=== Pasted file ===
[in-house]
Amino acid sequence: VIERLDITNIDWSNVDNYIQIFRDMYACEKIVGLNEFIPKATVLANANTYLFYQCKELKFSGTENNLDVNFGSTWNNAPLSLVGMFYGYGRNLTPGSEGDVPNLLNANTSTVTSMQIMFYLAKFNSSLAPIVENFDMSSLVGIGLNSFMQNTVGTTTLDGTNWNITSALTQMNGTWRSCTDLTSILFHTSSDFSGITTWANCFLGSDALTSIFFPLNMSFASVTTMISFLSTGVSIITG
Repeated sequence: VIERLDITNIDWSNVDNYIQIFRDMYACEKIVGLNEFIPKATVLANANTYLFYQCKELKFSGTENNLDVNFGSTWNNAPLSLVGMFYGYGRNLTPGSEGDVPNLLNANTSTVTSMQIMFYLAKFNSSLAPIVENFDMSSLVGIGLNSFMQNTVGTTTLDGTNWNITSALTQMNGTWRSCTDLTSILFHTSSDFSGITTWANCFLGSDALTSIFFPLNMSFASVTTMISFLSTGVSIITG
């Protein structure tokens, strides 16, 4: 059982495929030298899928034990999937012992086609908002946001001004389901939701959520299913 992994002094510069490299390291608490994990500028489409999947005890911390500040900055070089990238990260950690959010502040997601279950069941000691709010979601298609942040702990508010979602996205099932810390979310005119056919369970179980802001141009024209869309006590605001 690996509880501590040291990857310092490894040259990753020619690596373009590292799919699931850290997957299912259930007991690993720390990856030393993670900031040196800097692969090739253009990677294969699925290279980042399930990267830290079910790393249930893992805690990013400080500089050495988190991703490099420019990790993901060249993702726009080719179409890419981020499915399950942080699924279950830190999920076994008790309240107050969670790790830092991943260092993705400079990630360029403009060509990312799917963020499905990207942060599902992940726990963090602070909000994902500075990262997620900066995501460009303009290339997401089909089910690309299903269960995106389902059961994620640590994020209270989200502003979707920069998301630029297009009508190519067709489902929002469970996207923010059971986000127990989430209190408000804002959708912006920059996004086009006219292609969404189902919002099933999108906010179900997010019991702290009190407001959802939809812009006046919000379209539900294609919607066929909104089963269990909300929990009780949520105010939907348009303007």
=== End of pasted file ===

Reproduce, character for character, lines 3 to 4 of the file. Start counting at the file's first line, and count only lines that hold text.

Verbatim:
Repeated sequence: VIERLDITNIDWSNVDNYIQIFRDMYACEKIVGLNEFIPKATVLANANTYLFYQCKELKFSGTENNLDVNFGSTWNNAPLSLVGMFYGYGRNLTPGSEGDVPNLLNANTSTVTSMQIMFYLAKFNSSLAPIVENFDMSSLVGIGLNSFMQNTVGTTTLDGTNWNITSALTQMNGTWRSCTDLTSILFHTSSDFSGITTWANCFLGSDALTSIFFPLNMSFASVTTMISFLSTGVSIITG
């Protein structure tokens, strides 16, 4: 059982495929030298899928034990999937012992086609908002946001001004389901939701959520299913 992994002094510069490299390291608490994990500028489409999947005890911390500040900055070089990238990260950690959010502040997601279950069941000691709010979601298609942040702990508010979602996205099932810390979310005119056919369970179980802001141009024209869309006590605001 690996509880501590040291990857310092490894040259990753020619690596373009590292799919699931850290997957299912259930007991690993720390990856030393993670900031040196800097692969090739253009990677294969699925290279980042399930990267830290079910790393249930893992805690990013400080500089050495988190991703490099420019990790993901060249993702726009080719179409890419981020499915399950942080699924279950830190999920076994008790309240107050969670790790830092991943260092993705400079990630360029403009060509990312799917963020499905990207942060599902992940726990963090602070909000994902500075990262997620900066995501460009303009290339997401089909089910690309299903269960995106389902059961994620640590994020209270989200502003979707920069998301630029297009009508190519067709489902929002469970996207923010059971986000127990989430209190408000804002959708912006920059996004086009006219292609969404189902919002099933999108906010179900997010019991702290009190407001959802939809812009006046919000379209539900294609919607066929909104089963269990909300929990009780949520105010939907348009303007």